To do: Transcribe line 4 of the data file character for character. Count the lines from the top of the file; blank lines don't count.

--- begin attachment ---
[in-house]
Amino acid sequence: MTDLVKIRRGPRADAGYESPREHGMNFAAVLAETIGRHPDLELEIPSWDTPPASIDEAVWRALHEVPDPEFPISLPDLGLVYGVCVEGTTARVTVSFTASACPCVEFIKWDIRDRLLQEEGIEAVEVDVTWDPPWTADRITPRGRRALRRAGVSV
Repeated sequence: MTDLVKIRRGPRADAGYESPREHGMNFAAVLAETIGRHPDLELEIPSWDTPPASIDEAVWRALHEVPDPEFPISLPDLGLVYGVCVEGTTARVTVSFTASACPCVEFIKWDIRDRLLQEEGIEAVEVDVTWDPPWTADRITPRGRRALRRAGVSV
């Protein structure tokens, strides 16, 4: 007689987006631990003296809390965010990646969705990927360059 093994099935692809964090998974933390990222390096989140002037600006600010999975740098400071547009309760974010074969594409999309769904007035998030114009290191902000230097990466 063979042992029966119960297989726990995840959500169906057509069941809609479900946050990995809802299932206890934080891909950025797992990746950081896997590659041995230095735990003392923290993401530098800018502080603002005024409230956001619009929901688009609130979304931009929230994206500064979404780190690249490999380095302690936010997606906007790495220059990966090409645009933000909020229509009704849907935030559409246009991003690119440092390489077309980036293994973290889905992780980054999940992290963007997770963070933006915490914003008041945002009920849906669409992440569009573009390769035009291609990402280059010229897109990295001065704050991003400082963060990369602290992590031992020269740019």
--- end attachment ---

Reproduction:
């Protein structure tokens, strides 16, 4: 007689987006631990003296809390965010990646969705990927360059 093994099935692809964090998974933390990222390096989140002037600006600010999975740098400071547009309760974010074969594409999309769904007035998030114009290191902000230097990466 063979042992029966119960297989726990995840959500169906057509069941809609479900946050990995809802299932206890934080891909950025797992990746950081896997590659041995230095735990003392923290993401530098800018502080603002005024409230956001619009929901688009609130979304931009929230994206500064979404780190690249490999380095302690936010997606906007790495220059990966090409645009933000909020229509009704849907935030559409246009991003690119440092390489077309980036293994973290889905992780980054999940992290963007997770963070933006915490914003008041945002009920849906669409992440569009573009390769035009291609990402280059010229897109990295001065704050991003400082963060990369602290992590031992020269740019």